I think that’s what exhausts me most about these people:  They seem completely blind to the fact that the whole “separation of church and state” thing protects THEM too.  It ensures that they don’t wind up oppressed by an official religion which doesn’t happen to match theirs.

        • http://twitter.com/Goodson Goodson

          The loudest one’s aren’t worried about their version of Christianity being protected because they usually think (with lots of cognitive dissonance) that everyone except for those atheists actually believes the exact same things they do. They’ve been spoiled by the separation of church and state and don’t have the historical memory of purges and crusades against non state approved factions.

          • Kevin mays

            Goodson says it how it is.

      • http://twitter.com/Goodson Goodson

        This.  Having agreed though we need to be careful about this one. I’m not sure it’s the battle to pick. The problem is that none of us really care to have our own “display” beside the manger because we don’t have anything really to display. It’s almost as if we have to wait on another religion to try to put up a display and fail. Of course there is always the spaghetti monster.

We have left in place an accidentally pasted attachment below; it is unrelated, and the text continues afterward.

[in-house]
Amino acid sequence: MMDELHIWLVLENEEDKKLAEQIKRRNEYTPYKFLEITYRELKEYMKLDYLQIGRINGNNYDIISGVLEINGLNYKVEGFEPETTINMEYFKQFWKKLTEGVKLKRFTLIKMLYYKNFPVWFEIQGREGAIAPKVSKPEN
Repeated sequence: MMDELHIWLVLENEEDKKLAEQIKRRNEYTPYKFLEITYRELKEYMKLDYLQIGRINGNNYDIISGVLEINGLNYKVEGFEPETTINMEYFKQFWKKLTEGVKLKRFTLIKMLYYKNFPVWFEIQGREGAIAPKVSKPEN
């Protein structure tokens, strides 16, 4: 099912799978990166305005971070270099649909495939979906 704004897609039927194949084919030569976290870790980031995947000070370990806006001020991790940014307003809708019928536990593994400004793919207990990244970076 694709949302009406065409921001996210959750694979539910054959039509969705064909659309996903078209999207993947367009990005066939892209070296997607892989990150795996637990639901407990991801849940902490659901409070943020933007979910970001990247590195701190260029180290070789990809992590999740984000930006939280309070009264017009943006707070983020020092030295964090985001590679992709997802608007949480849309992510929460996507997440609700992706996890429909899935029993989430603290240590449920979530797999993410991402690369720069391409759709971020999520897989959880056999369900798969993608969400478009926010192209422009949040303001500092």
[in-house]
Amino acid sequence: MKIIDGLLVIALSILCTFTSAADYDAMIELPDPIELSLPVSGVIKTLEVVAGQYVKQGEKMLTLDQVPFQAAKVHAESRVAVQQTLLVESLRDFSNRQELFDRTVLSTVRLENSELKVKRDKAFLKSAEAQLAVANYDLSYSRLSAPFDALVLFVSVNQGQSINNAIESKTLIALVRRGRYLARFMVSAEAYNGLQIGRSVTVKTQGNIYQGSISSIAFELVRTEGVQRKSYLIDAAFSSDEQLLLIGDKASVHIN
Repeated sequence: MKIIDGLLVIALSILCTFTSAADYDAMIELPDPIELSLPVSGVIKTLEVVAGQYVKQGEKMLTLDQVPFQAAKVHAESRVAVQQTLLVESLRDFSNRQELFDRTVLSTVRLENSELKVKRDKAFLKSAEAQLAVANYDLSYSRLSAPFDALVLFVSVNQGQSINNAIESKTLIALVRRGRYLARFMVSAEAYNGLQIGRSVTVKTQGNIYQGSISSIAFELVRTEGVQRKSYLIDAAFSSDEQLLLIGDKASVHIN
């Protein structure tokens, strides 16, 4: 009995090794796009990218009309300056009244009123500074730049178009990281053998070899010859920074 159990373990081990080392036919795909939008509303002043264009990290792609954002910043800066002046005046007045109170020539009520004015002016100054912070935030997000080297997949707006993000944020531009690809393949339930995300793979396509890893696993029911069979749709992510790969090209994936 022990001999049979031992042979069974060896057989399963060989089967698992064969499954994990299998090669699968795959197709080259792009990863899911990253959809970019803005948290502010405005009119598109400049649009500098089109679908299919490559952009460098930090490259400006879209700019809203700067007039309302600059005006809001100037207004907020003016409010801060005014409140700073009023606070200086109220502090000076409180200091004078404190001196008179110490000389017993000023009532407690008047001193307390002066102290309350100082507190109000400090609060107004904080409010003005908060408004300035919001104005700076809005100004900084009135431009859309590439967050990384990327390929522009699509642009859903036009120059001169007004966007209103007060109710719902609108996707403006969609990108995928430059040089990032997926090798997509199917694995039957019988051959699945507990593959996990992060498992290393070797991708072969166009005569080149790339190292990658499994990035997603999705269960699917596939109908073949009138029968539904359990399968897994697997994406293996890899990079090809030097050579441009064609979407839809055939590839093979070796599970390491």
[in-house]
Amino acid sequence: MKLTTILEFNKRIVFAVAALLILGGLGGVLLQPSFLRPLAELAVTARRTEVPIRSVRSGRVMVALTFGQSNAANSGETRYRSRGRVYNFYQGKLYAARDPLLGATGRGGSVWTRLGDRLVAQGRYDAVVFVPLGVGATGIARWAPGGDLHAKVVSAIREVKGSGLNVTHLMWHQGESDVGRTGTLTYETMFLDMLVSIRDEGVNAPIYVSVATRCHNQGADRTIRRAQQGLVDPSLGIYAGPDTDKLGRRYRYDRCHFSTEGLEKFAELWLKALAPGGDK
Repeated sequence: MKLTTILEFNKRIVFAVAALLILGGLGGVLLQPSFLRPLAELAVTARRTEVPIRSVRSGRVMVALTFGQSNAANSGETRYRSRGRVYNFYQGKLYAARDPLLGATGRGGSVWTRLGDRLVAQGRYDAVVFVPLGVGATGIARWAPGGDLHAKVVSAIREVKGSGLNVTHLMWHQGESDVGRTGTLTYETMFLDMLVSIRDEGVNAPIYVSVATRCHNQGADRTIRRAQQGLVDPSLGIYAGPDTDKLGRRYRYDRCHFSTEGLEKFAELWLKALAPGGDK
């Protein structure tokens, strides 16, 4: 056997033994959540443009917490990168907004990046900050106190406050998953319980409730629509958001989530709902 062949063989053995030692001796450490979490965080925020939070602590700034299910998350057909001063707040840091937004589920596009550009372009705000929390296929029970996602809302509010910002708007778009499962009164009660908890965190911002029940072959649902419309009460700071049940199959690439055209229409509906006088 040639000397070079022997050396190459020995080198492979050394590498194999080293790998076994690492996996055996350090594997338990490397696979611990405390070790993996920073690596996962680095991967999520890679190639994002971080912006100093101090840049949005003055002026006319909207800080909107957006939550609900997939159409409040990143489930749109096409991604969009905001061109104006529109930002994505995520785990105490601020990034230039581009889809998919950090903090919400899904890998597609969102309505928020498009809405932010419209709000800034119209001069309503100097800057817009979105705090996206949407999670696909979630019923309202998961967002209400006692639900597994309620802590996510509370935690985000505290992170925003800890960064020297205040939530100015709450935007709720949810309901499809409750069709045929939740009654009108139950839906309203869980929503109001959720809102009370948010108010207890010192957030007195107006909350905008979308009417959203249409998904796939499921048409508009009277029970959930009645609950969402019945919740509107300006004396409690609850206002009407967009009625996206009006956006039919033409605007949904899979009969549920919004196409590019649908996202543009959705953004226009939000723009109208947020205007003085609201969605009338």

• http://twitter.com/WCLPeter Rob U

      it’s not as if it’s affecting governance or anything.

      Public lands are owned by everyone, not just Christians.  As stated (okay, I’ve paraphrased it) in the US Constitution the State, and its agents, have no business endorsing one particular faith over another.  If a Nativity is going to go up on public lands then the State must allow any and all other forms of Religious expression on public lands in order to remain neutral and avoid the appearance of endorsing one Religion over another.